Paper on Oil Consumption in Developing Countries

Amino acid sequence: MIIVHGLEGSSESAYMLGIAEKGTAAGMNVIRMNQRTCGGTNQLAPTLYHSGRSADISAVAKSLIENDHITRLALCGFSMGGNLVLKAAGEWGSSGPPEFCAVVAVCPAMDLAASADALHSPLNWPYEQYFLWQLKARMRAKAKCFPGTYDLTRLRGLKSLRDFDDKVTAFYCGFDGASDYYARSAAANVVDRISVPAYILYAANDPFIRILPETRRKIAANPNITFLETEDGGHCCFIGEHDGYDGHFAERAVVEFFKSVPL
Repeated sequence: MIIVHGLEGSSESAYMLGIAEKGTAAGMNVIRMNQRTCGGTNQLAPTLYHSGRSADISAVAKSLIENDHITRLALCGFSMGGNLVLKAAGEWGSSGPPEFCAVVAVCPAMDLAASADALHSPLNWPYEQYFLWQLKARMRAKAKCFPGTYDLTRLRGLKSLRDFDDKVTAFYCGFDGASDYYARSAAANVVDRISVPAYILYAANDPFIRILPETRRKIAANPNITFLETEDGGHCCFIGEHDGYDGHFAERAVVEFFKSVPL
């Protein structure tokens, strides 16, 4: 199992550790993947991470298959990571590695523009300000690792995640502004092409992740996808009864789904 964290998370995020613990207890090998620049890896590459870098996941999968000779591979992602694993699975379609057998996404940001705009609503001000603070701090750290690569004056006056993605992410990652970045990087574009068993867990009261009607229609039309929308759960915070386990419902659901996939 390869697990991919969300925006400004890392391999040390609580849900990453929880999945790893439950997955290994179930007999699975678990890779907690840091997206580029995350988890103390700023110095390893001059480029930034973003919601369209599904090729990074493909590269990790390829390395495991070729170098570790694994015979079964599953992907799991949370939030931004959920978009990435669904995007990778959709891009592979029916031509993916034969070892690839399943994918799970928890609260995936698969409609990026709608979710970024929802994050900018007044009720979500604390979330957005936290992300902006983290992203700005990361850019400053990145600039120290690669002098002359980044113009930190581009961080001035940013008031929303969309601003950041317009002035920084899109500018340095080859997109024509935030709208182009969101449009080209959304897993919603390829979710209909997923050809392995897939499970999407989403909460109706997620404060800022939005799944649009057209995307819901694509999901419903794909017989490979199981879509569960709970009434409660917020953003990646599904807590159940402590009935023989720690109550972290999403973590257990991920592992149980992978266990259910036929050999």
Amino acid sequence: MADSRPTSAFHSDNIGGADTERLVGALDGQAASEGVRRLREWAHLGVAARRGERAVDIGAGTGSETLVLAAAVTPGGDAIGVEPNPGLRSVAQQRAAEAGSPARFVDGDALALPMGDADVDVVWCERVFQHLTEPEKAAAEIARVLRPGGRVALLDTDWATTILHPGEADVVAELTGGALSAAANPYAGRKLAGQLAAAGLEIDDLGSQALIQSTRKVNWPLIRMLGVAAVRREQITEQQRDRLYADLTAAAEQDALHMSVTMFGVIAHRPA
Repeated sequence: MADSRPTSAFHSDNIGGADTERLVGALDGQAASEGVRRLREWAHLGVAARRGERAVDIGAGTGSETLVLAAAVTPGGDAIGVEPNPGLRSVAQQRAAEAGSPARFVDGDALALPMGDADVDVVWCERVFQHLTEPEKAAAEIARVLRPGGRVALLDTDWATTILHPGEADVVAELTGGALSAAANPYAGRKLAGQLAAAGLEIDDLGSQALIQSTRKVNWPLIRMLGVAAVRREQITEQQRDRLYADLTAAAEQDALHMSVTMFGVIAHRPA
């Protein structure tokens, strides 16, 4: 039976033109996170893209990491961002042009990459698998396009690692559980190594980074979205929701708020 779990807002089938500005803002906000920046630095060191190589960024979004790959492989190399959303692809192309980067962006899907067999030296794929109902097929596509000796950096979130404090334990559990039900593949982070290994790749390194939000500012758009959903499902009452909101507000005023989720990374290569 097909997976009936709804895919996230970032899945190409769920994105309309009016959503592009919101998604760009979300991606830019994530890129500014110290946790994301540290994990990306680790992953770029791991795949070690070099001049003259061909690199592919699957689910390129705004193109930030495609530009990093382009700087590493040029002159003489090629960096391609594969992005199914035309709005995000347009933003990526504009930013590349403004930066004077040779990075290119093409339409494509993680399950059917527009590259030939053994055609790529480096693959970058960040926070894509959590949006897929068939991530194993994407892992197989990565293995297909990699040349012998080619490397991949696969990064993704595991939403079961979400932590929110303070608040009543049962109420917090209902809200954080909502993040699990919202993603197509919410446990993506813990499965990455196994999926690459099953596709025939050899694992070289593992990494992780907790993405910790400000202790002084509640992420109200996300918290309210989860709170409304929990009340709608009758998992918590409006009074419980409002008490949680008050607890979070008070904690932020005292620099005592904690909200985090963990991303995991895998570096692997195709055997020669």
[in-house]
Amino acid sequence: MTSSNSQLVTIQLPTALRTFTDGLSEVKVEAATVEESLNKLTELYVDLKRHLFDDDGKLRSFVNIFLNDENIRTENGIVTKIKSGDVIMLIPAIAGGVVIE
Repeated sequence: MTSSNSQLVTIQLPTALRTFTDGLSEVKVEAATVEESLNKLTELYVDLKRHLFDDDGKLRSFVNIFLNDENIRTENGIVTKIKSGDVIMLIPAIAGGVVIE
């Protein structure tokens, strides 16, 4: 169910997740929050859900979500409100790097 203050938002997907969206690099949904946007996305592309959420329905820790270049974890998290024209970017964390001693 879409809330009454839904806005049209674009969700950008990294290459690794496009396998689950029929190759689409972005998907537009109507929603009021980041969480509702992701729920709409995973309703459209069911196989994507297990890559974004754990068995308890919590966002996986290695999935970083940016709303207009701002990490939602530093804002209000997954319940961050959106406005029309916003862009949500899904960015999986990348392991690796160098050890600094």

University of tilburg| Oil consumption in less developed countries| Empirical study on oil consumption in less developed countries| Abstract: This paper investigates the relation between GDP and oil consumption in a sample of 71 LDC’s. Two outlier countries with a deviating rate of oil consumption are found. Equatorial Guinea has relatively low oil consumption, while The Seychelles has relatively high oil consumption, in relation to their GDP. After that possible factors that might affect oil consumption are discussed.The presence of oil fields, dependability on oil, inequality, distribution of income and the distribution of GDP and labor between sectors are the main factors that influence oil consumption. After that research is done into the background and history of the countries. The factors that were found are applied to the countries and the conclusion is drawn based on that. | Table of contents Chapter 1 – Introduction3 1. 1Motivation3 1. 2Research goals and structure3 1. 3Structure3 1. 4Problem definition3 Chapter 2 – Data analysis4 2. 1Sample4 2. 2Sample characteristics4 2. 3Data analysis4 . 4Outliers4 Chapter 3 – Internal and external factors affecting oil consumption6 3. 1The presence of (un)developed oil fields in a country6 3. 2The dependability on oil and the availability of other fossil fuels 6 3. 3The degree of inequality or income distribution6 3. 4The distribution of labor and capital among the sectors and the 6 output of the sectors Chapter 4 – Outliers: Equatorial Guinea and The Seychelles7 4. 1Equatorial Guinea7 4. 1aIntroduction7 4. 1bFactors affecting oil consumption in Equatorial Guinea8 4. 2The Seychelles10 4. 2aIntroduction10 4. bFactors affecting oil consumption in The Seychelles11 Chapter 5 – Conclusion altogether13 5. 1Conclusion13 References14 Appendices15 1. Introduction 1. 1 Motivation One reason to choose for oil consumption was that it was important to choose something that was not too straight forward or done a million times before. Although oil consumption is considered to be an important figure, it was not a part of this course. It seemed interesting to look at the oil consumption rate of a group of developing countries, especially since this information was not known to the authors prior to this assignment.This meant that it was a stab in the dark for the statistical part. But luckily enough, two outliers were found, one above the average and one below, which was a bonus, because it allows us to write from different perspectives even though the reasons provided are country specific. Additionally, it is believed that the oil consumption is going to change in the coming years. Sustainability and “thinking green” becomes an ever more important issue in the global political arena and there are quite some projects that experiment with different sources of energy.So now that the oil consumption rate is not yet “tempered with” (the other sources of energy are not used on a global scale yet) and still an important economical indicator, it seems like this choice is very relevant at the moment, but nobody knows how long this will stay this way. That is why this assignment is about oil consumption, while it is still important. 1. 2 Research Goals & Structure In this paper the aim is to investigate the oil consumption of developing countries, when compared with the GDP per capita levels of these countries.With the statistical data of several consecutive years it is then possible to identify certain outliers, based on linear regression. The next step is to look for reasons why these countries deviate from the trend that was found in the regression. These reasons will then be put in a separate chapter for each outlier, so that there is plenty of room to put the reasons into this report. So, the ultimate goal of this research is to identify outliers based on the criteria mentioned above, and explain why these countries are outliers. 1. 3 StructureChapter 2 of the paper discusses the sample that was used and its characteristics. Further, the data is analyzed and the outliers are revealed. Chapter 3 discusses the possible internal and external factors that influence oil consumption in less developed countries. In chapter 4 the outlier countries are discussed. Background information and history are given. Also the possible factors discussed in chapter 3 are applied to the outliers. Chapter 5 will give a short summary and present the conclusion. 1. 4 Problem definition The problem definition of this research paper is:Which factors influence the oil consumption rate in developing countries to the extent that they significantly deviate from the expectation based on the GDP per capita level? 2. Data Analysis 2. 1 Sample For our research we selected 71 countries, all countries are Asian, African our South American. We found these data on www. nationmaster. com and used GDP per capita and Oil consumption per thousand people. We used data from 2005, 2006 and 2007, because we wanted to have a meaningful sample. We calculated the average GDP and oil consumption for all countries and afterwards usedSPSS for a regression analysis. For all data see Appendix 2. 2 Sample characteristics GDPOIL (per capita)(bbl/per day per 1,000 people) Average| 1. 761,16| 6,43| Median| 723,06| 2,13| Mode| #N/B| 1,393| Standard Deviation| 2365,7944| 10,97628| Variance| 5596983| 120,4786| Kurtosis| 9,54695| 19,87701| Skewness| 2,7134792| 3,968487| Minimum| 99,88| 0,14| Maximum| 13. 839,54| 72,47| Sum| 125. 042,61| 456,87| Count | 71| 71| Confidence level (95,0%)| 17,606065| 0,081685| 2. 3 Data Analysis R Square: 0,351918 Regression line: y= 0,00275 X + 1,588 2. 4 Outliers Our analysis shows that we have two outliers.Seychelles (upper red dot in graph 1) and Equatorial Guinea (lower red dot) deviate more than 2. 5 times the best fit linear regression line. Seychelles have a GDP of 8. 554,04 per capita and use 72,466 bbl/day per 1,000 people. Equatorial Guinea, being the other outlier has a GDP of 13. 839,54 per capita and only uses 2,083 bbl/day per 1,000 people Graph 1: Regression line. GDP per capita and oil consumption. 3. Internal and external factors affecting oil consumption In this section, we will discuss different factors which might have a positive or negative impact on oil consumption.Although the degree of oil consumption might be the cause of a chain of factors and one factor may be the cause or the result of another factor, it is important to look at the different factors one by one. 3. 1 The presence of (un)developed oil fields in the country Let us first investigate the presence of oil fields in a country and its consequences on oil consumption. The most obvious reasoning would be that oil consumption in a country increases if that country possesses multiple big oil fields, developed or undeveloped. However, there are a few catches that might turn out against the expectations.It is important to distinguish between developed and undeveloped oil fields. While developed oil fields directly give a national oil supply (if properly refined) and thus an expected increase in oil consumption, undeveloped oil fields do not. The reason why undeveloped oil fields might also give a rise in oil consumption is that the government may import or consume more oil, assuming they can exploit their own oil fields when they have shown a sufficient growth. This growth is needed to acquire the necessary technology to exploit oil fields and refine the oil. . 2 The dependability on oil and the availability of other fossil fuels Countries use oil and other fossil fuels primarily for the generation of energy. Developed countries also have other means of generating electricity, the so-called renewable energy. Renewable energy is replenished by nature, like water, wind, sunlight and geothermal heat. To produce electricity out of these sources requires a very advanced technology, which developing countries mostly don’t posses. Developing countries therefore are stuck with the traditional fuels.When a country has access to its own source of energy, like an oil field or natural gas well, it can use these for its own consumption. Imports from other countries will then be unnecessary. However, when a country has access to no energy source at all, it will have to import its electricity or fuel to generate its own electricity. If a developing country decides to import an energy source and generate its own electricity, it might limit number of energy sources to just one, to minimize the costs of acquiring technology and building specific refineries and generators.The latter also holds for when a country has access to just one source of energy. It will then probably focus its energy production on the particular source of energy, rather than importing other sources of energy. 3. 3 The degree of inequality or income distribution Income distribution is another important aspect in developing countries. A high inequality may have big consequences for economic growth and development. It may also affect the oil consumption of a country in a negative way. If the top level of a country earns most of the income, the lower and middle incomes may have less to spend on non basic needs.The use of oil doesn’t usually come in the basic needs basket. Poor people will first buy products to ensure their survival. A high percentage of people living below the United Nations Poverty Threshold of $2/day explains a low rate of oil consumption. 3. 4 The distribution of labor and capital among the sectors and the output of the sectors Another important factor is the distribution of labor among the sectors and the output of those sectors. A big service sector might be the cause of high oil consumption, while a big agricultural sector could result in relatively low oil consumption.The scale and technology that are used are also important. Small, labor intensive family farms will relatively use much less than for example big, capital intensive, industrialized farms. 4. Outliers: Equatorial Guinea and The Seychelles 4. 1 Equatorial Guinea 4. 1a Introduction Equatorial Guinea is a former Spanish colony located in west central Africa. Due to recent oil discoveries it’s one of the wealthiest countries of Africa. Despite its very high GDP per capita, Equatorial Guinea’s oil consumption lies way below expectations. In this section we will analyse and discuss the factors that are applicable to Equatorial Guinea.Let us first look at some basic data from the country. GDP – per capita (PPP):| $37,600 (2009 est. )| $36,700 (2008 est. ) | $33,900 (2007 est. )| note: data are in 2009 US dollars| | GDP – composition by sector:| agriculture: 2,2%| industry: 93,9%| services: 3,8% (2009 est. )| | Unemployment rate:| 30% (1998 est. )| | Budget:| revenues: $5. 015 billion| expenditures: $5. 988 billion| | Public debt:| 5. 4% of GDP (2009 est. )| 1% of GDP (2008 est. )| Inflation rate (consumer prices):| 7. 1% (2009 est. )| 4. 3 % (2008 est. )| | Oil – production:| 346,000 bbl/day (2009 est. country comparison to the world: 34| Oil – consumption:| 1,000 bbl/day (2009 est. )| Oil – exports:| 362,900 bbl/day (2007 est. )| Oil – imports:| 1,114 bbl/day (2007 est. )| Oil – proved reserves| 1. 1 billion bbl (1 January 2010 est. )country comparison to the world: 40| | Natural gas – production:| 6. 67 billion cu m (2008 est. )country comparison to the world: 46| Natural gas – consumption:| 1. 5 billion cu m (2008 est. )| Natural gas – exports:| 5. 17 billion cu m (2008 est. )country comparison to the world: 26| Natural gas – imports:| 0 cu m (2008 est. )| Natural gas – proved reserves:| 36. 1 billion cu m (1 January 2010 est. )| | | source: CIA world factbook 4. 1b Factors affecting oil consumption in Equatorial Guinea Now that we have investigated some of the economic data of Equatorial Guinea, it’s important to look at the history of the country. Before it became independent, Equatorial Guinea had been a Spanish colony. Spanish influences contributed to a high literacy rate, a good infrastructure and decent health and education standards. GDP was also one of the highest of the continent at the time. In 1968 Equatorial Guinea became independent and Fransisco Macias Nguema was elected president.Macias soon took control of the whole government, calling himself president for life he quickly became a dictator. Infrastructure, health care, education and living conditions all suffered during his reign of terror. Skilled laborers left the country, and people standing up against Macias were executed. The economy took a dive. When Teodoro Obiang Nguema gained power in a coup d’etat, he promised progression. Although some things improved, he was also a very autonome leader. All important decisions are made by the new president, such as naming governors, cabinet members and judges.In this way, Obiang can keep his close circle of friends and relatives on important positions. Their government has multiple times been suspected and accused of corrupcy. This is one of the reasons of the very high inequality in Equatorial Guinea. Although Obiang restored infrastructure, health and education, there is still a big gap between the poor and few rich. The CIA world factbook put it this way: “Although nominally a constitutional democracy since 1991, the 1996, 2002, and 2009 presidential elections – as well as the 1999 and 2004 legislative elections – were widely seen as flawed.The president exerts almost total control over the political system and has discouraged political opposition. ” In 1995 the discovery of big oil fields resulted in a dramatic increase in oil production. Due to this, the country experienced a huge economic growth and boosted government revenues. However, it did not lead to better living standards. All of the oil company’s and refineries were owned by the government (mostly together with a foreign investor). Obiang was even suspected of siphoning off money from oil revenues and the UN started an investigation.The main problem in Equatorial Guinea is the distribution of income. Per capita GDP might be high, but the distribution of total GDP is inequal. According to recent research, nearly 70% of the people in Equatorial Guinea lives below the 2$/day limit. This is one reason the oil consumption is relatively low in Equatorial Guinea. Equatorial Guinea has a big upstream oil industry, but the downstream industry is very small and has only one player; GeTotal, owned by the government and Total. The production of crude oil is very large, but there is just too little capacity for refining it.This means that most of the produced oil is exported, to countries which do have capacity and technology to refine it. The small amount of domestic oil consumption is imported from other countries and mainly used as motor oil and fuel. The large oil reserves don’t add to a higher consumption if the country isn’t capable of refining it properly. Another reason why Equatorial Guinea has relatively low oil consumption might be found in the existence of other sources of energy. The country also possesses a big natural gas industry.Large reserves were found in the Alba and Zafiro natural gas fields. This resulted in a big increase in the production and consumption of natural gas. “From 2001 – 2008, Equatoguinean natural gas production increased rapidly from 1 billion cubic feet (Bcf) to 236 Bcf as new projects came online. Domestic consumption over the same period went from 1 to 53 Bcf, increasing along side of production until 2007 when the completion of the Punta Europa liquefied natural gas (LNG) facility on Bioko Island allowed for greater exports. ” http://www. eia. doe. ov/cabs/Equatorial_Guinea/Full. html Although this is the only other source of energy used, the natural gas consumption became 53 times larger in 7 years. This might also explain why the oil consumption in Equatorial Guinea remains low, even after the discovery and exploitation of new oil fields. If we look at the GDP composition per sector, we see that nearly 94% of GDP is produced by the industry sector. According to the Energy Information Administration, the hydrocarbon sector was responsible for 95% of government revenue and 99% of export earnings.The service sector, often the sector which accounts for most of the energy usage, is very small, only 2. 2%. Agriculture also plays a small role in the composition of GDP. The agricultural sector deteriorated during the dictatorship of the first president and president Obiang reserved little money to repair it. This means that the agricultural sector is of low technology and labor intensive. This is another reason for low oil consumption. 4. 2 The Seychelles 4. 2a Introduction The Seychelles is a group of islands east of the coast of Africa, to the north-east of Madagascar.This group of islands has an unusual high oil consumption for their level of GDP per capita and in this part the objective is to find potential reasons for this high consumption. But before these potential reasons are addressed it is important to give a short background story of this country. In table 1 an overview of some of the basic characteristics is given and for a precise location the reader is referred to Appendix I where both the outliers (Seychelles and Equatorial Guinea) are marked on a world map. GDP – per capita (PPP):| $19,400 (2009 est. )| 21,300 (2008 est. ) | $21,700 (2007 est. )| note: data are in 2009 US dollars| | GDP – composition by sector:| agriculture: 15. 5%| industry: 28%| services: 56. 5% (2009 est. )| | Labor force – by occupation:| agriculture: 3%| industry: 23%| services: 74% (2006)| | Unemployment rate:| 2% (2006 est. )| | Budget:| revenues: $183. 9 million| expenditures: $195. 8 million (2009 est. )| | Public debt:| 43. 9% of GDP (2009 est. )| 74. 2% of GDP (2008 est. )| | Inflation rate (consumer prices):| 34% (2009 est. )| 37% (2008 est. )| | Oil – production:| 0 bbl/day (2008 est. | Oil – consumption:| 7,000 bbl/day (2008 est. )| Oil – imports:| 7,653 bbl/day (2007 est. )| Oil – proved reserves:| 0 bbl (1 January 2009 est. )| | Natural gas – consumption:| 0 cu m (2008 est. )| Natural gas – exports:| 0 cu m (2008 est. )| Natural gas – imports:| 0 cu m (2008 est. )| Natural gas – proved reserves:| 0 cu m (1 January 2009 est. )| | Exchange rates:| Seychelles rupees (SCR) per US dollar – 14. 2 (2009), 8 (2008), 6. 5 (2007), 5. 5 (2006), 5. 5 (2005) | Source: CIA world factbook 4. 2b Factors affecting oil consumption in The SeychellesNow that the basic characteristics are out of the way it is time to explore the reasons for the high oil consumption in the Seychelles. In the next paragraphs the following characteristics are investigated: First of, the 100% energy dependability on natural resources is researched, this will be followed by the high-service tourism sector and inter-island travel that is characteristic for the Seychelles. Finally, the role of the undeveloped oil fields in the region are investigated. The conclusions of these different aspects will then be presented in a conclusion about the first outlier: the Seychelles.But before the reasons that have been found will be addressed it is important to mention one fact. When constructing these outliers in the statistical part that has been described above, the first potential reason that came to mind was the existence and especially, the usage of a domestic oil source. However when doing the research, it was discovered that there are currently no used oil rigs on the soil of the Seychelles. To say it differently: All the oil used by the Seychelles is imported, so the most obvious reason for such a high oil consumption- having a domestic reserve- is not applicable to the Seychelles. world factbook CIA) As is also shown in the table above. 100% energy dependability on oil consumption The fact that the Seychelles use oil as their only energy source might play a distinctive role in the explanation of why the Seychelles use so much oil in comparison with the other developing countries when comparing GDP per capita with oil consumption. As mentioned before, the Seychelles have no natural resources of their own. So, no gas and no oil, everything has to be imported. The Seychelles decided to import only oil. world factbook CIA, 2008) The reason for this is not really established, but it is presumably because oil can be used for all transportation vehicles as well as in the housing sector. But for this report the relevance of the reason why is not so interesting, fact of the matter is that using oil as the single source of energy, this boosts the oil consumption of the Seychelles tremendously. High-service tourism sector and inter-island travel Then there is the aspect of the high-service tourism sector that is one of the main sources of income of this country the other one being agricultural exports.The agricultural sector in the Seychelles is labor-intensive and does not put a great deal of restrains on the oil consumption, because all the farms are small scaled –there are hardly any farms that exceed two Ha(Water for Agriculture and Energy in Africa: the Challenges of Climate Change,2008)- there is not much reason to invest in capital such as tractors and other high-level machinery. This is why the agricultural sector is not considered to be a main reason for the outlier level of oil consumption in the Seychelles. Now the explanation of why the other main source of income is considered to be such a reason.The Seychelles Tourism Board tells us on their digital home (Seychelles. com) that the tourists that come to this group of islands mostly originate from the France UK, Germany and Italy. (Seychelles Tourism ) These are all developed countries with high-expecting consumers as inhabitants. So, in order to please these customers and stay in business as a place these paying tourists would be willing to visit, the Seychelles simply must make sure that they are able to meet these high demands. For an example of these demands one can think of accommodations, infrastructure or public transportation.The accommodations and infrastructure are not the biggest problems on itself, when thinking about the oil consumption, however in construction and constructing roads the work is normally done by capital intensive machines that consume a lot of oil, think for instance of bull-dozers and the trucks that need to deliver the different parts of either of these projects. So, these parts might already account for some of the oil consumption increase in the past years. But the real issue of the tourism part is that the Seychelles consist of a number of islands and tourist want to visit different islands than the one they are ainly staying at. And now the spoiled customer part really does his work, because the Seychelles. com website tells us proudly that they offer an airplane service, a ferry service between the main islands and even a helicopter service to travel between islands. These services are of course very uncharacteristic for a developing country, and more importantly for this comparison, this boosts oil consumption in a country spectacularly. So, this is one of the main reasons why the Seychelles are an outlier when it comes to oil consumption compared to GDP per capita.Undeveloped oil fields in the region The final reason for the Seychelles to have such an high oil consumption is the prospect of having their own oil in the near future. Importing all the oil necessary in a country is a very expensive habit, especially when the reasons provided above give an extra boost to the oil consumption. This could be a reason why a country might try to use different sources of energy, or when thinking of the tourism service limit this to, for instance, just a ferry service. However, in the Seychelles the oil consumption has only risen in the last years. Environmental Management Plan for the Seychelles) One reason for this neglect of tempering costs may well be the discovery and the rumors about developing the oil rigs that lay within the boundaries of the Seychelles. There are two fairly big rigs within the borders of the country and on one of them the company Sepec already made a claim. (Environmental Management Plan for the Seychelles and ) So, this reason should not be seen as a direct motive to increase oil consumption, just because the islands are going to have plenty of it in the future.It is more subtle, in the sense that they have no incentive to cut the oil consumption but can continue to expand their oil slurping activities, because they know they have plenty of reserves in the long-run. So, they pay for it now, but as soon as their own oil comes in, all the institutions are in place and the maintenance is for free, at least from an economical view from the countries treasury. 5. Conclusion altogether 5. 1 Conclusion In conclusion it can be stated that there are multiple causes, all closely related, for the relatively low oil consumption in comparison to GDP per capita in Equatorial Guinea.While factors like a small service sector and the existence of other sources of energy, like natural gas, contribute just a little, the main causes are a high inequality and bad institutions and government. Corrupt government links with a high inequality. The top layer of the country enriches itself, while the rest of the people remain in extreme poverty, despite the rapid economic growth. These are the main factors that cause Equatorial Guinea to be an outlier below the normal rate of oil consumption for their GDP per capita.For the Seychelles the main causes are the 100% energy dependability and the tourism sector with their high requirements, which leads to the extreme levels of transportation, as described in the different sectors above. Moreover, these reasons are reinforced by the factor described in the final section, the potential oil fields on the territory of the Seychelles. These three aspects of the country in question are the main source for being an outlier when comparing oil consumption to GDP per capita. As mentioned before, the Seychelles are an outlier above the normal rate of oil consumption for their GDP per capita.